There is no one pet perfect for everyone. Maybe you've always had a thing for songbirds and want to be awakened with a melody each morning (but not one that comes from an alarm clock). Or perhaps it's exotic fish or some other creature you can care for. My son has taken a powerful liking to chinchillas, and he says that if you can locate a social chinchilla, you will have found the perfect pet. The point is to find a pet that is right for you.
Although there is no perfect pet, I will promptly alienate millions of pet lovers by saying that a dog is the best choice for many people. Dogs and people develop deep emotional ties, and dogs are great companions. They will literally lay down their lives to protect you. Most ask for little in return except to be where you are and to get an occasional pat or scratch behind the ear.
Most people advise older pet owners to consider a smaller dog. Big dogs can be more than a handful. Maybe you can't get out to walk the dog as often as you should. Smaller dogs don't require as much exercise. And when you take the dog for a walk, it's nice to walk it and not be taken for a walk, which can easily happen with a larger dog. Maybe you live in a small home or apartment and don't want a big dog taking over your living space. You may prefer a dog that's not high strung and is calmer around the house. Here's a list of small dogs selected to meet these requirements, drawn from similar lists provided at PetPlace.com and Pet Connect:
If you haven't already set out for the pet store or shelter, here are 10 reasons to do so:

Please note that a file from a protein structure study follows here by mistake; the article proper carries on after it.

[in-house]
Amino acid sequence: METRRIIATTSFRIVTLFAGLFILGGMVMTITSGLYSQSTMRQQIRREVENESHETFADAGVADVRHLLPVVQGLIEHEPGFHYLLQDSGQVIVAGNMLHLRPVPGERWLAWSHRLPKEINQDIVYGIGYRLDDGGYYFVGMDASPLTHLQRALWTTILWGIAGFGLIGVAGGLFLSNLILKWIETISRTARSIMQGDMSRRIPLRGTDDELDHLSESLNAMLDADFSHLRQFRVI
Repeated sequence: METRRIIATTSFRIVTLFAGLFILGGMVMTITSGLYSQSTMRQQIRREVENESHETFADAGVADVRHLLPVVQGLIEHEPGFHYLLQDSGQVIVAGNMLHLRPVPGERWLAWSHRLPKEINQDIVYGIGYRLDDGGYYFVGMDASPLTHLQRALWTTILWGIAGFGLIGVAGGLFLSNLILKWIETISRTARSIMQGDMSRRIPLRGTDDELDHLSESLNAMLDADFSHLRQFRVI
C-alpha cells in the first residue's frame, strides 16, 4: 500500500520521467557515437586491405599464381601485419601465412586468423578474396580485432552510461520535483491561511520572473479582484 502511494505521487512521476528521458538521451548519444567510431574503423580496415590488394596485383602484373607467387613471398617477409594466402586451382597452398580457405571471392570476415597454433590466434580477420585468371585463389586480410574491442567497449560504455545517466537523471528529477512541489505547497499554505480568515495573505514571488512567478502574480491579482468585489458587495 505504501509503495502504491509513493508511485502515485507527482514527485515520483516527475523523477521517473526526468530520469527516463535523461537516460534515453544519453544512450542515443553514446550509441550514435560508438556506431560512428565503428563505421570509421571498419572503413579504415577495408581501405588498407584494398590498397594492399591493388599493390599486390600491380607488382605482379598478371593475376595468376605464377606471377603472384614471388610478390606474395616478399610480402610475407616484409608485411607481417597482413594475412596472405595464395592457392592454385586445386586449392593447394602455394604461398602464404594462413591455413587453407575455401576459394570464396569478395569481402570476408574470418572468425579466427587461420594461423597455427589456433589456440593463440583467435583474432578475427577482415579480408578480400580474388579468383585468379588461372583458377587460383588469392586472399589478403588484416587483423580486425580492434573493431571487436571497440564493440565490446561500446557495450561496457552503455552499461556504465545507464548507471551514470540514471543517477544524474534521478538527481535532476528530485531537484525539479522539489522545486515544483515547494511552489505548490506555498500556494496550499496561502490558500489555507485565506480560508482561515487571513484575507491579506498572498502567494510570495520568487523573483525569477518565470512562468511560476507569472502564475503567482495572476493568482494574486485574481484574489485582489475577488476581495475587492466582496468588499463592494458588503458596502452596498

Companionship. Loneliness can become an unwelcome companion as we age and can lead to depression as well as physical problems. Dogs mold their schedule and personality to you. They are never unavailable or off duty. Smaller dogs, in particular, can easily travel.
Having a routine. The routine of caring for a pet can bring structure and purpose to daily life. Maybe you don't always want to get out of bed, but your pet wants you to. Isn't that a good thing?
Exercise. People benefit from regular physical exercise regardless of their age. But it is hard to get into a regular exercise routine, and it's so very easy to skip it. Having a dog can be a great way to make walking a part of your daily plan.
Less stress. Older people with pets tend to exhibit less stress than those without. Maybe it's those regular walks or the sense that you've got a friend to share life's challenges. Or maybe it's that tail wagging you see very day when you wake up.
Getting out. Having a pet, particularly one that requires regular outdoor activity, helps you stay connected to life. You go for veterinary checkups, and perhaps you visit a dog groomer. You need to be involved in social activities.
Making new friends. There are lots of shared activities for pet owners, ranging from communal walks to charitable events and other organizations that cater to animals and protecting the environment. It can be hard to meet new people, but pets are great icebreakers.
New interests. A pet can expose you to new interests and activities. Maybe it's cleaning up the neighborhood park where you walk your dog. Some hospitals seek pet owners who will volunteer to bring in their pets to spend time with patients.
Protection. A dog can provide significant security. Potential thieves will stay away from a home with a barking dog. Your watchdog may weigh only 8 pounds soaking wet, but the person on the other side of the door doesn't know that.
Taking care of something. Sure, you need your pet. Your pet needs you, too. The need to be useful and of value doesn't magically disappear when your career ends or your kids grow up and build their own independent lives. It is very satisfying to take care of another living creature.
Investing in life. At the end of the day, having a pet means that you have made a promise to continue being involved in another life. This commitment is one of the most positive decisions you can make as you get older.